John T. Hilton House (1826)

The house at 73 Joy Street in Beacon Hill in Boston was built in 1825-1826 for black hairdresser and musician John B. Holmes. The house is named for John Telemachus Hilton (1801-1864) (pdf), also a hairdresser, who was a Grand Master of the Prince Hall Masonic Lodge, a founder of the Massachusetts General Colored Association, a member of the Boston Vigilance Committee and on the Board of Managers of the Anti-Slavery Society. Hilton only briefly lived in the house, which is also associated with the brothers, Anthony F. Clark (who lived there) and Jonas W. Clark (who used it as a rental property). The house is also one of several boardinghouses owned by John R. Taylor, who is known to have assisted fugitive slaves. [For more info, see this Document]

3 Smith Court, Boston (1799)

Smith Court, on Boston’s Beacon Hill, was the center of the city’s African American community in the nineteenth century. The house at 3 Smith Court, a double house with a common entryway, was built in 1799 by two white bricklayers. Just the year before, a ropewalk had been demolished on the property leading to the construction of residences. By 1830, black families were renting the house at 3 Smith Court. The longest resident of the house was was James Scott, an African American clothier, who became a tenant in 1839 and bought the property in 1865. Originally from Virginia, Scott was an abolitionist who was arrested in 1851 for his role in freeing fugitive slave Shadrach Minkins. From 1851-1856, part of the house was rented by William C. Nell, a journalist and abolitionist, who led the campaign to integrate Boston’s public schools. He became the first published African American historian when he wrote Services of Colored Americans in the Wars of 1776 and 1812 (1851) and Colored Patriots of the American Revolution (1855).

74 Joy Street, Boston (1862)

At 74 Joy Street in Boston’s Beacon Hill is a mansard-roofed building, built in 1861-1862. Designed by Gridley J.F. Bryant, it was built as Boston’s Police Station Number 3. In 1962, it ceased being used as a police station and in 1966 it was bought by the Beacon Hill Civic Association (it also houses the Beacon Hill Business Association and Beacon Hill Village).

John Coburn House (1844)

John P. Coburn (1811-1873), a free black resident of Beacon Hill in Boston, ran a clothing business and was a community activist. He was treasurer of the New England Freedom Association, which assisted fugitive slaves and, in 1852, he was a founder and captain of the Massasoit Guards, a black militia unit. In 1851, Coburn was arrested for his role in aiding Shadrach Minkins, a fugitive slave, in his escape from federal custody (he was later acquitted). John Coburn’s first house on Beacon Hill was located in a cul-de-sac off of Phillips Street at 3 Coburn Court. Dating to the 1830s, the house, now lost, was recognized in 2005 as one of Massachusetts’ most endangered historic resources. From 1844 until his death in 1873, Coburn lived in the house at 2 Phillips Street, which was designed for him by Asher Benjamin. The house is a site on the Black Heritage Trail.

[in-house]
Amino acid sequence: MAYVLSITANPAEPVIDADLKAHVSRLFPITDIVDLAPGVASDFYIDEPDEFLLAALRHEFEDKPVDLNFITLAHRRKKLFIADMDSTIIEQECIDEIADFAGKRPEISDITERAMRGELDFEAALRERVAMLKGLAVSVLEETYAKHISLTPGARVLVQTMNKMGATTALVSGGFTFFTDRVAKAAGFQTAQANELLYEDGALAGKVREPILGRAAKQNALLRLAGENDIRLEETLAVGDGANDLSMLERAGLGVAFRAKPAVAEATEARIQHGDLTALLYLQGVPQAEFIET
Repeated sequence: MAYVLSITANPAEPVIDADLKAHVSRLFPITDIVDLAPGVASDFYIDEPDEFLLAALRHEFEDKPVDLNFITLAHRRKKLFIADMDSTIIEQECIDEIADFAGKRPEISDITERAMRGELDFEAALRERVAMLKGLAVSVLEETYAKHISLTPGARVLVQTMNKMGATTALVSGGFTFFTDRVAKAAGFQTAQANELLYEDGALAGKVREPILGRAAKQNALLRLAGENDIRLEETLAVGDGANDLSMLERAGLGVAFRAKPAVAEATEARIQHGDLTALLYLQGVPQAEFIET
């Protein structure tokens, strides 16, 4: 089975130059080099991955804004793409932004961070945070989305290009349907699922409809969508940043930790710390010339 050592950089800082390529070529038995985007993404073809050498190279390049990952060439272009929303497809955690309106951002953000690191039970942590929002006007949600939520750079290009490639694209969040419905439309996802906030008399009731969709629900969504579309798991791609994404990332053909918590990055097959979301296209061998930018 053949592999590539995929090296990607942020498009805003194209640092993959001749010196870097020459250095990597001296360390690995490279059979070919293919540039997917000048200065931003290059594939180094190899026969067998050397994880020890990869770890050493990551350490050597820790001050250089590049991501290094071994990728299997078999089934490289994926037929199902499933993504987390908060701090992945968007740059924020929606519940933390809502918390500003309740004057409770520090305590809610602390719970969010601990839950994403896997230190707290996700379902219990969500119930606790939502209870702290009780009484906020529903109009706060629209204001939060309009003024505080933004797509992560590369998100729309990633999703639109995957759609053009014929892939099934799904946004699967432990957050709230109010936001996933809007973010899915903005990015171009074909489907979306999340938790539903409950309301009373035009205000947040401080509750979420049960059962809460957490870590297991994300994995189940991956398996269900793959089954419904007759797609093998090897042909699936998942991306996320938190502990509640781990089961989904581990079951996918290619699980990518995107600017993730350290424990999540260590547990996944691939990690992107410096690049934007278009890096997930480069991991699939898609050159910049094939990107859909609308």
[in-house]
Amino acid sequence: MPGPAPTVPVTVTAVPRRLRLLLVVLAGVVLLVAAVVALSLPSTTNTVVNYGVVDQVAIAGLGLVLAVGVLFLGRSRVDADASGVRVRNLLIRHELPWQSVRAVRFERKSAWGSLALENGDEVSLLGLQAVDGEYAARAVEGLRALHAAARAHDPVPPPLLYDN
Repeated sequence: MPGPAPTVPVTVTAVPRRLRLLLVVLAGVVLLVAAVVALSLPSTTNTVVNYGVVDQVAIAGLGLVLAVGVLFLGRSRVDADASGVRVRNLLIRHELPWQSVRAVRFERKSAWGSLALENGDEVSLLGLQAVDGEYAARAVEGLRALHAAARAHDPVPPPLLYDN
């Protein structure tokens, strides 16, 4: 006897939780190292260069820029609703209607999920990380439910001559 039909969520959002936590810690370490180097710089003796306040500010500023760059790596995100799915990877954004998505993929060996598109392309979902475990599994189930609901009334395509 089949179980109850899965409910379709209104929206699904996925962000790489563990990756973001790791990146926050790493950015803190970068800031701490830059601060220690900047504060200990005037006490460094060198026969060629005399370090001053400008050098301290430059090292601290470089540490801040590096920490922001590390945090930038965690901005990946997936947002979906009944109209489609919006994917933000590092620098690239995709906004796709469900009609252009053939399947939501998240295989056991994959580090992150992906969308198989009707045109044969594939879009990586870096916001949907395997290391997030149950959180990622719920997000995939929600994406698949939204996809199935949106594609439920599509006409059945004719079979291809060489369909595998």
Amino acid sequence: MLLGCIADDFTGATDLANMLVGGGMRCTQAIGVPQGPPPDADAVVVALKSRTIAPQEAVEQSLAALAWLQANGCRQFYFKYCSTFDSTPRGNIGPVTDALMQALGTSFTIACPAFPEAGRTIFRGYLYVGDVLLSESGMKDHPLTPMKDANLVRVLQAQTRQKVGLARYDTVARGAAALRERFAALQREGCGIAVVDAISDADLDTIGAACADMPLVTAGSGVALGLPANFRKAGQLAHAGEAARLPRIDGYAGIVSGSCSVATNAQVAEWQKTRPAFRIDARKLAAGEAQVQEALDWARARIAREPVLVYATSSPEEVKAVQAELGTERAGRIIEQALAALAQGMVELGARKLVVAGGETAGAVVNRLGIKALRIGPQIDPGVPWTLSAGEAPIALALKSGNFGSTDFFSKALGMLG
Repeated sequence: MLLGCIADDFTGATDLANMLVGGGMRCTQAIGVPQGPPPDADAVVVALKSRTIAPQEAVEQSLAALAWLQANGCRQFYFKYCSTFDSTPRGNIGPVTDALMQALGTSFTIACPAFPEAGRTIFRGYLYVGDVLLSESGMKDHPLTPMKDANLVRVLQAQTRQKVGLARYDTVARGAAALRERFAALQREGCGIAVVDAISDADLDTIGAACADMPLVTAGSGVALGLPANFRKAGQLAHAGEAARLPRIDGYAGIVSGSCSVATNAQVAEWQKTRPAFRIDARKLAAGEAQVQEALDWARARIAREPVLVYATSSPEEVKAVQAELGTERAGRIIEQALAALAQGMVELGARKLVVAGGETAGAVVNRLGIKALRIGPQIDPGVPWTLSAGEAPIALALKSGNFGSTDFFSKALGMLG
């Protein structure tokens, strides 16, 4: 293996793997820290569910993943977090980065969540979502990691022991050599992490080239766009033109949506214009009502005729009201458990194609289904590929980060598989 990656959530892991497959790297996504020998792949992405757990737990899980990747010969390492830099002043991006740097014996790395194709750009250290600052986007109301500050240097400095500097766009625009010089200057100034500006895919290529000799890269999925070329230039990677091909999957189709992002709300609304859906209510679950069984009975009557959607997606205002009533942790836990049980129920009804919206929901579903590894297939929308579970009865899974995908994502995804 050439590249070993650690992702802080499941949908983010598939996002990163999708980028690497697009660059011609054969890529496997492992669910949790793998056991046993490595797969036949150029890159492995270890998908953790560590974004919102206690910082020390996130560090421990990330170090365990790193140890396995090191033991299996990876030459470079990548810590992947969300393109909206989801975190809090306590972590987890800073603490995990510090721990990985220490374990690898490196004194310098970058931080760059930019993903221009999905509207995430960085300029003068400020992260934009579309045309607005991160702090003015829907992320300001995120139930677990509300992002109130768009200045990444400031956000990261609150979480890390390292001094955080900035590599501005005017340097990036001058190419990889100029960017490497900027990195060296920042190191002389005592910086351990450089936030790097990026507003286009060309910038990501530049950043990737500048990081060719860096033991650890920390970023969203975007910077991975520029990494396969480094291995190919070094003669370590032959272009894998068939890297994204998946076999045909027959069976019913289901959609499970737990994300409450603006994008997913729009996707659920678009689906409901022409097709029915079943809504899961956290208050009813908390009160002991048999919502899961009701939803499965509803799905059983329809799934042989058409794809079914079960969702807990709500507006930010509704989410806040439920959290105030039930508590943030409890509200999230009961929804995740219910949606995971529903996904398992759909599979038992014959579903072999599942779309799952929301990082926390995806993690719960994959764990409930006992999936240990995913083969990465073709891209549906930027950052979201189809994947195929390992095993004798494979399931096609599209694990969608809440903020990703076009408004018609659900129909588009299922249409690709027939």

The Lewis Hayden House (1833)

Lewis Hayden escaped from slavery in Kentucky in 1844 on the Underground Railroad and later settled in Boston, where he owned a used clothing store and became a leading abolitionist. He moved into his house, built in 1833 at 66 Philips Street (then called Southac Street) on Boston’s Beacon Hill, in 1849. With the passage of the Fugitive Slave Law of 1850, Hayden and his wife Harriet hid fugitive slaves in their home. In 1853, abolitionist Francis Jackson purchased the house, which Hayden occupied as a tenant, to help protect him from harassment for his Underground Railroad activities. Jackson’s estate sold the house to Hayden’s wife in 1865. This important house is a stop on the Black Heritage Trail.

Abiel Smith School (1835)

In 1798, members of Boston’s black comunity organized a grammar school that met in in the home of Primus Hall, the son of Prince Hall, a community leader whose petitions to allow black children into the city’s school system had long been denied. The school moved to the African Meeting House on Beacon Hill in 1808 and received financial upport frm the city after 1812. In the 1820s, the city finally established two schools for black children. Abiel Smith was a white businessman who died in 1815 and left $4,000 for the education of African American children in Boston. Part of this bequest was used to build the Abiel Smith School, completed in 1834 and dedicated the following year on Belknap Street, now called Joy Street, near the African Meeting House. In 1849, most African-American parents in Boston withdraw their children from the Abiel Smith School to protest the segregation of schools in the city. In 1855, the Massachusetts legislature outlawed segregation and the Abiel Smith School was closed. The building was then used to store school furniture and after 1887 as the headquarters for black Civil War veterans. The restored building is now part of the Museum of African American History. The school is also on Boston’s Black Heritage Trail.

Vilna Shul (1919)

The Vilna Shul is an Orthodox synagogue on Phillips Street on Boston‘s Beacon Hill. It was built for a congregation of Eastern European immigrants, primarily from Vilnius, Lithuania. The Anshei Vilner Congregation was founded in 1893 in the West End and moved to the north slope of Beacon Hill in 1906. Vilna Shul, designed by Boston architect David Kalman, was built in 1919. The Jewish community had mostly left the neighborhood by the 1980s and there was a debate over the future use of the building. Vilna Shul, the last remaining purpose-built immigrant era synagogue in downtown Boston, was restored to become a Jewish cultural heritage center. Read More